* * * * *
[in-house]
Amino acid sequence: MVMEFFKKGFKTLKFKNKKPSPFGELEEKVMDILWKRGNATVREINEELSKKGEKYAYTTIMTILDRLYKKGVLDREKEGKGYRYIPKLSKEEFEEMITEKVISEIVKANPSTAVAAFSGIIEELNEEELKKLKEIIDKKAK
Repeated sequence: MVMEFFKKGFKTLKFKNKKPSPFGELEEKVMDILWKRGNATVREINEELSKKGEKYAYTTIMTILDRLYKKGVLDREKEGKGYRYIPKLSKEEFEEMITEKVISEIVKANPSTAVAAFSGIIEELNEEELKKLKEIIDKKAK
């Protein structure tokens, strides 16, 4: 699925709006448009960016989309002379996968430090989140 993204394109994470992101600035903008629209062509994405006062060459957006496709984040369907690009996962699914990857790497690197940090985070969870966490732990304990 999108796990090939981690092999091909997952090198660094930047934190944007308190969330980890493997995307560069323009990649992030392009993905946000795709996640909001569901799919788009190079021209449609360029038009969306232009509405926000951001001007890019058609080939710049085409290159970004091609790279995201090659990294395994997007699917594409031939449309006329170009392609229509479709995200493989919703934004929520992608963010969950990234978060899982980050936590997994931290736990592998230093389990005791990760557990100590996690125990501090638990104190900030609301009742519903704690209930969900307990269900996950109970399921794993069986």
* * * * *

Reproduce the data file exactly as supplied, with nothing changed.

[in-house]
Amino acid sequence: MVMEFFKKGFKTLKFKNKKPSPFGELEEKVMDILWKRGNATVREINEELSKKGEKYAYTTIMTILDRLYKKGVLDREKEGKGYRYIPKLSKEEFEEMITEKVISEIVKANPSTAVAAFSGIIEELNEEELKKLKEIIDKKAK
Repeated sequence: MVMEFFKKGFKTLKFKNKKPSPFGELEEKVMDILWKRGNATVREINEELSKKGEKYAYTTIMTILDRLYKKGVLDREKEGKGYRYIPKLSKEEFEEMITEKVISEIVKANPSTAVAAFSGIIEELNEEELKKLKEIIDKKAK
């Protein structure tokens, strides 16, 4: 699925709006448009960016989309002379996968430090989140 993204394109994470992101600035903008629209062509994405006062060459957006496709984040369907690009996962699914990857790497690197940090985070969870966490732990304990 999108796990090939981690092999091909997952090198660094930047934190944007308190969330980890493997995307560069323009990649992030392009993905946000795709996640909001569901799919788009190079021209449609360029038009969306232009509405926000951001001007890019058609080939710049085409290159970004091609790279995201090659990294395994997007699917594409031939449309006329170009392609229509479709995200493989919703934004929520992608963010969950990234978060899982980050936590997994931290736990592998230093389990005791990760557990100590996690125990501090638990104190900030609301009742519903704690209930969900307990269900996950109970399921794993069986």